When one chooses a mission one can choose from the soldiers within reach of that location to participate in the battle. Each soldier receives experience as he enters into and successfully survives combat. Soldiers also develop characteristics – but this occurs automatically, rather than selectively as in the case of Mosby. Soldiers find a variety of specialties including sharpshooter, ranger, cavalry, and scout. You can provide the soldiers with horses if you have them available and must have enough munitions for your men (the more experienced men consume more ammunition).
Finally you are ready for battle. This is a real-time environment similar to that found in Sid Meier‘s Gettysburg or many standard RTS games (e.g. the popular Commando series) – though it is on a small-scale compared to say Gettysburg. At the most you will have twenty men under your command. The battle ensues at a somewhat slow pace, one attempts to capture the various objectives and receives reputation points based on a number of factors (in addition to any munitions or horses captured in battle) – how many enemy troops were killed, how many surrendered, what objectives were accomplished, how many men died from your troop, etc. You are taken back to the main screen and can then use these reputation points, assign a new skill to Mosby, choose a new mission and so on.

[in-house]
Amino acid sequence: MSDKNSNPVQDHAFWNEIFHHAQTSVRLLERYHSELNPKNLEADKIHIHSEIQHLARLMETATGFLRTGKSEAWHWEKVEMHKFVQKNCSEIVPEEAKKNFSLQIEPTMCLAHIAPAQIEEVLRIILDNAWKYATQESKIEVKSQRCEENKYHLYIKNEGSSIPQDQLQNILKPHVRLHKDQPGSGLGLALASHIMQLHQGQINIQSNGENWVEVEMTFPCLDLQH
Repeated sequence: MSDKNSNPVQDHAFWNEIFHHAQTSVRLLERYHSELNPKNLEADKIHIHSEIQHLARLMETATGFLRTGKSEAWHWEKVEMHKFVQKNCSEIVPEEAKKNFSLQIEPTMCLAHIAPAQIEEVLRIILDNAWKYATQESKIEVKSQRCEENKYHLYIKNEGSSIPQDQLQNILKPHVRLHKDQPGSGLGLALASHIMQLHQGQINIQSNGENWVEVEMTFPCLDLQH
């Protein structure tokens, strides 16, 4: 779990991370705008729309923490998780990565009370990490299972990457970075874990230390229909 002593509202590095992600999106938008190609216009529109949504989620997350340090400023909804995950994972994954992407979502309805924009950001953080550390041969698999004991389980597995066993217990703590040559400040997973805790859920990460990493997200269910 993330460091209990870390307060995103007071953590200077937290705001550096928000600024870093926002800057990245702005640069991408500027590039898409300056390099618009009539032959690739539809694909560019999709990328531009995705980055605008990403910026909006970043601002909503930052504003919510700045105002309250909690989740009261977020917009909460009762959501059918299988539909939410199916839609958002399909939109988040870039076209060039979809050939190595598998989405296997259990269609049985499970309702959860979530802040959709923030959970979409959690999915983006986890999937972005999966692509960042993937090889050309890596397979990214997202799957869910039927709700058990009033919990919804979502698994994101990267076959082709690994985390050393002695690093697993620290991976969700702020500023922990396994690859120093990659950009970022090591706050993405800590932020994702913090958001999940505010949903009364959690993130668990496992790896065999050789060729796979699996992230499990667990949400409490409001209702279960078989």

Overall – the game is very enjoyable. I do have a few small complaints:
- You cannot save your game while in tactical battles. This is probably purposed to increase the difficulty of the game (no saving a certain point in the battle and trying over and over to obtain better results) but is annoying if you need to stop the game and work on something else for a while in the midst of a battle (you have to start the battle all over).